enquired of the high priest who should first profane the altars and temples of their idols, with the enclosures that were about them, he answered, "I; for who can more properly than myself destroy those things which I have worshipped through ignorance, for an example to all others, through the wisdom which has been given me by the true God?" Then immediately, in contempt of his former superstitions, he desired the king to furnish him with arms and a stallion; and mounting the same, he set out to destroy the idols; for it was not lawful before for the high priest either to carry arms, or to ride on any but a mare. Having, therefore, girt a sword about him, with a spear in his hand, he mounted the king's stallion and proceeded to the idols. The multitude, beholding it, concluded he was distracted; but he lost no time, for as soon as he drew near the temple he profaned the same, casting into it the spear which he held; and rejoicing in the knowledge of the worship of the true God, he commanded his companions to destroy the temple with all its enclosures, by fire. This place where the idols were is still shown, not far from York, to the eastward, beyond the river Derwent, and is now called Godmundingham, where the high priest, by the inspiration of the true God, profaned and destroyed the altars which he had himself consecrated.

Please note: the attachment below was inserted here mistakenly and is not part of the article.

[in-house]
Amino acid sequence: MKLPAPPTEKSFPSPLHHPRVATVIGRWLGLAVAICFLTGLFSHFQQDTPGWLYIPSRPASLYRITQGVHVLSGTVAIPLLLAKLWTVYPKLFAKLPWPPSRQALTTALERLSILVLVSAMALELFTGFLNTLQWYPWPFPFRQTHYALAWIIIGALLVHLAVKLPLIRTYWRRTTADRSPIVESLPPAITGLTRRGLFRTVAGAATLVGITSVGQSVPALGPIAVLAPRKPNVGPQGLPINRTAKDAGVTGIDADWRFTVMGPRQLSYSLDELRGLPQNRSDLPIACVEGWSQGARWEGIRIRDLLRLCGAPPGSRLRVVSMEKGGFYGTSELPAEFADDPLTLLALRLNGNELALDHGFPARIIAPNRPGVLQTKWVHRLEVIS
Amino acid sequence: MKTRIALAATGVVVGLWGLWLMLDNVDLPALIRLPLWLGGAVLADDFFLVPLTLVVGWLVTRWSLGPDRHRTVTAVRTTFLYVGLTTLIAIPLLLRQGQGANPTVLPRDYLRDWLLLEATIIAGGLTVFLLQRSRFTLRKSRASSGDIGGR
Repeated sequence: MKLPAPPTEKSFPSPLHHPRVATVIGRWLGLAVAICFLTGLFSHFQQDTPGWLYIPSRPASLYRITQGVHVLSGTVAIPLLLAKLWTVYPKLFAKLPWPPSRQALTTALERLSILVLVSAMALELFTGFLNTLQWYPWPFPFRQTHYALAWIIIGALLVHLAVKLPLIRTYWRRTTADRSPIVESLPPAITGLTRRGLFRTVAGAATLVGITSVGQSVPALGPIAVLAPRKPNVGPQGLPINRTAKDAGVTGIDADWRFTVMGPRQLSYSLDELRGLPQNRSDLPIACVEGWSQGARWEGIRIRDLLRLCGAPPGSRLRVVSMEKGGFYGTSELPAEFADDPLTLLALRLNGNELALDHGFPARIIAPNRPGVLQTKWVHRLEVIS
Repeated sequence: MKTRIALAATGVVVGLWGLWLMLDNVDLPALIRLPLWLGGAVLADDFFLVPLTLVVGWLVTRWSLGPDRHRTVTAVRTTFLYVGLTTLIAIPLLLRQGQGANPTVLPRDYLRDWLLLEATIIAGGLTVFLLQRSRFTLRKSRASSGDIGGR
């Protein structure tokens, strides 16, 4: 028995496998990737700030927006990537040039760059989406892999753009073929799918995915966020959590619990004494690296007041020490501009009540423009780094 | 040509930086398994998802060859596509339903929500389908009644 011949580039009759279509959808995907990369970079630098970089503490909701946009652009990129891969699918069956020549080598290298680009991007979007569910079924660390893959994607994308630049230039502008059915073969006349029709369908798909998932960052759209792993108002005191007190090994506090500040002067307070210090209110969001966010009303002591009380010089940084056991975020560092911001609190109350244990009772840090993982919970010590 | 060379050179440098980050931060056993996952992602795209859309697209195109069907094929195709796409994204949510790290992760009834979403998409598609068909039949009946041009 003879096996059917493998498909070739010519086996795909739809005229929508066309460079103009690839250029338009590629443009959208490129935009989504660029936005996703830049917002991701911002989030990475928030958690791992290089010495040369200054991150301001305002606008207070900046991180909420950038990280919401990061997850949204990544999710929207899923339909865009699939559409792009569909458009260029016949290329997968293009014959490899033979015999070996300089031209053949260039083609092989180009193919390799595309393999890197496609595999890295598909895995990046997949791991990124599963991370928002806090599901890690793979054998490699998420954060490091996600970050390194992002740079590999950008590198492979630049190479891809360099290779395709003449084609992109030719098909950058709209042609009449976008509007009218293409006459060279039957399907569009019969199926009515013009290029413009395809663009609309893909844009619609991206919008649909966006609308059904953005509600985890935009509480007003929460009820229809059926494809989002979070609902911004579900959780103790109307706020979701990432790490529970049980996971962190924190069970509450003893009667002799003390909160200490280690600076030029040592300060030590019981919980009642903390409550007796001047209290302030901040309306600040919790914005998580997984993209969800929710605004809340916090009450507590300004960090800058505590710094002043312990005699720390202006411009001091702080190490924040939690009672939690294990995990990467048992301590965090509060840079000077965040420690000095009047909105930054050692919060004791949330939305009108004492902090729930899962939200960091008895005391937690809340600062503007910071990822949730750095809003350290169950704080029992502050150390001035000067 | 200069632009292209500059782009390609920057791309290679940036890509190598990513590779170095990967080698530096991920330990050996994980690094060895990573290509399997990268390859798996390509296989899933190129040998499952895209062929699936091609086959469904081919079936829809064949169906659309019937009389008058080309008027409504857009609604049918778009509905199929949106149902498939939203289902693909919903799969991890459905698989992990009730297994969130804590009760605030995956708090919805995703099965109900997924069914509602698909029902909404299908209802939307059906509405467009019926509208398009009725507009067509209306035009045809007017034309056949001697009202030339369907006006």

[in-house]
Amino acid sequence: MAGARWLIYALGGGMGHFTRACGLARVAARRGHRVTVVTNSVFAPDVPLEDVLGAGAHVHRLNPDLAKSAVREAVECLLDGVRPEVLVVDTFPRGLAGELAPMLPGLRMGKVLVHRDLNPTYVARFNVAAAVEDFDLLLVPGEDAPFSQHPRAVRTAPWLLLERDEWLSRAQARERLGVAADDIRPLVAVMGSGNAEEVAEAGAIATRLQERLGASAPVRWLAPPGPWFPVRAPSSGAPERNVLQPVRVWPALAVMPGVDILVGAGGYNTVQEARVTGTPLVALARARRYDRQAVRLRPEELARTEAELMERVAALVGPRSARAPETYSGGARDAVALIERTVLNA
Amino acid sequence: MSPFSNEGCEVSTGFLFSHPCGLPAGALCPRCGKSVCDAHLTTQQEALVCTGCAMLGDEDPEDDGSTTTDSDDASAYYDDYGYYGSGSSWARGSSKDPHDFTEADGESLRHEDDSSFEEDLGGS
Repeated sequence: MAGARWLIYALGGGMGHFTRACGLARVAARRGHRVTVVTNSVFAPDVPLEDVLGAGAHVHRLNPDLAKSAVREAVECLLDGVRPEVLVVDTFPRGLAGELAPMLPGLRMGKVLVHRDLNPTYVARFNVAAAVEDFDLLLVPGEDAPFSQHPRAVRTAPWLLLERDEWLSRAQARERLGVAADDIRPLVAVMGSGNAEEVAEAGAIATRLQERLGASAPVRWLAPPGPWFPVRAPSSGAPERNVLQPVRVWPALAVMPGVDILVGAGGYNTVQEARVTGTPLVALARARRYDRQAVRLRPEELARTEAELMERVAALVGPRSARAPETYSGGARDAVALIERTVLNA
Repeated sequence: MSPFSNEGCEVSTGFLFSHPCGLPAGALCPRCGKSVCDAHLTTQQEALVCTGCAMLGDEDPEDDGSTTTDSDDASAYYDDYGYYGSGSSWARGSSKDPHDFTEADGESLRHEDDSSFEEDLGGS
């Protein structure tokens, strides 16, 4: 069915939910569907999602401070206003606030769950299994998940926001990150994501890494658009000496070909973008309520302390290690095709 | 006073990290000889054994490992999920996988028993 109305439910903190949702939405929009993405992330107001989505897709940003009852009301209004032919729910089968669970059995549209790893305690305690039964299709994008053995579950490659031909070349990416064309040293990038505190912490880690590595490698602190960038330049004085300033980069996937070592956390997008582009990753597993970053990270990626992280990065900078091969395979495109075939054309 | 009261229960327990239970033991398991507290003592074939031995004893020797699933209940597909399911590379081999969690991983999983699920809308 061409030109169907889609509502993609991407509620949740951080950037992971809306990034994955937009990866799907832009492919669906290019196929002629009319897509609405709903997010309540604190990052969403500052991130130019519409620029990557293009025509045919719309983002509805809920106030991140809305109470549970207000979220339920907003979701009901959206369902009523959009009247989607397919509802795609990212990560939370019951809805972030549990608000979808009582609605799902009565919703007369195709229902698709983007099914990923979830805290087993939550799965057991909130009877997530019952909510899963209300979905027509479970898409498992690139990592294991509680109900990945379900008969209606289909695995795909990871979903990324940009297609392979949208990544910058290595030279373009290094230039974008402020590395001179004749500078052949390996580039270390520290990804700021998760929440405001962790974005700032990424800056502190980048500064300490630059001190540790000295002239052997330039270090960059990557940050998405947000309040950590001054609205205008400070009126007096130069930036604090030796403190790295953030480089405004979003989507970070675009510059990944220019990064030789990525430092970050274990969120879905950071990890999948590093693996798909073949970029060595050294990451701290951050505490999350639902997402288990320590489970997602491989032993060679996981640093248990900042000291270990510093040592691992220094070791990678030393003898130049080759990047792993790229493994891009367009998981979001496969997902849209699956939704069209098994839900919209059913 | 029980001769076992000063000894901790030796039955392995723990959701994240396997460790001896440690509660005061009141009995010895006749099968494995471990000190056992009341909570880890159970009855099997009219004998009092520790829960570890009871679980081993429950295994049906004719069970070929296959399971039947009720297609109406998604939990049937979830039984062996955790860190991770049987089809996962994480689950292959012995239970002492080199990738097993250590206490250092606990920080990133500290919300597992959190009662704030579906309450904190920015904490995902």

3. THE YOUTH OF KING ALFRED

[ASSER'S Life of Alfred]

Alfred the great was the fourth son of Ethelwulf, King of Wessex, whose father Egbert had secured the general over-lordship. Alfred was born in 849.

I think it right in this place briefly to relate as much as has come to my knowledge about the character of my reverend lord Alfred, king of the Anglo-Saxons, during the years that he was an infant and a boy.